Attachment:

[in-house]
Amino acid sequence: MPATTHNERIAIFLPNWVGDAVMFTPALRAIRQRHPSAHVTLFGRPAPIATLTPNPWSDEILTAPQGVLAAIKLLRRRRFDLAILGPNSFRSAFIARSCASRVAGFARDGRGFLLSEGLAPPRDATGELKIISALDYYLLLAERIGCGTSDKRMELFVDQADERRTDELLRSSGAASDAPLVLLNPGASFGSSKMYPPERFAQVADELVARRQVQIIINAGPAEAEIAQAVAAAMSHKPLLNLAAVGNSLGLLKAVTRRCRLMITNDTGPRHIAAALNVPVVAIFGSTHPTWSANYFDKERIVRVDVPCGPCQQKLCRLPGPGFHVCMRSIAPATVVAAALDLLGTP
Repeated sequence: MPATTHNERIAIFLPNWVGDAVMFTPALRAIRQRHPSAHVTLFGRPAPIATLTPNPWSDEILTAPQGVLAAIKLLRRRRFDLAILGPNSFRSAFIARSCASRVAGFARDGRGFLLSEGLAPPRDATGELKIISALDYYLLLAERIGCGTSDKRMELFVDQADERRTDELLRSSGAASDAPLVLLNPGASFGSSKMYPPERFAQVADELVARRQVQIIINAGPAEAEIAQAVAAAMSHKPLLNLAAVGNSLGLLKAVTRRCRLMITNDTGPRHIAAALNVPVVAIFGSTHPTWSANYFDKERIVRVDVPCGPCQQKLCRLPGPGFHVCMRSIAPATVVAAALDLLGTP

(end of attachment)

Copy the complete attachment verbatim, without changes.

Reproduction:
[in-house]
Amino acid sequence: MPATTHNERIAIFLPNWVGDAVMFTPALRAIRQRHPSAHVTLFGRPAPIATLTPNPWSDEILTAPQGVLAAIKLLRRRRFDLAILGPNSFRSAFIARSCASRVAGFARDGRGFLLSEGLAPPRDATGELKIISALDYYLLLAERIGCGTSDKRMELFVDQADERRTDELLRSSGAASDAPLVLLNPGASFGSSKMYPPERFAQVADELVARRQVQIIINAGPAEAEIAQAVAAAMSHKPLLNLAAVGNSLGLLKAVTRRCRLMITNDTGPRHIAAALNVPVVAIFGSTHPTWSANYFDKERIVRVDVPCGPCQQKLCRLPGPGFHVCMRSIAPATVVAAALDLLGTP
Repeated sequence: MPATTHNERIAIFLPNWVGDAVMFTPALRAIRQRHPSAHVTLFGRPAPIATLTPNPWSDEILTAPQGVLAAIKLLRRRRFDLAILGPNSFRSAFIARSCASRVAGFARDGRGFLLSEGLAPPRDATGELKIISALDYYLLLAERIGCGTSDKRMELFVDQADERRTDELLRSSGAASDAPLVLLNPGASFGSSKMYPPERFAQVADELVARRQVQIIINAGPAEAEIAQAVAAAMSHKPLLNLAAVGNSLGLLKAVTRRCRLMITNDTGPRHIAAALNVPVVAIFGSTHPTWSANYFDKERIVRVDVPCGPCQQKLCRLPGPGFHVCMRSIAPATVVAAALDLLGTP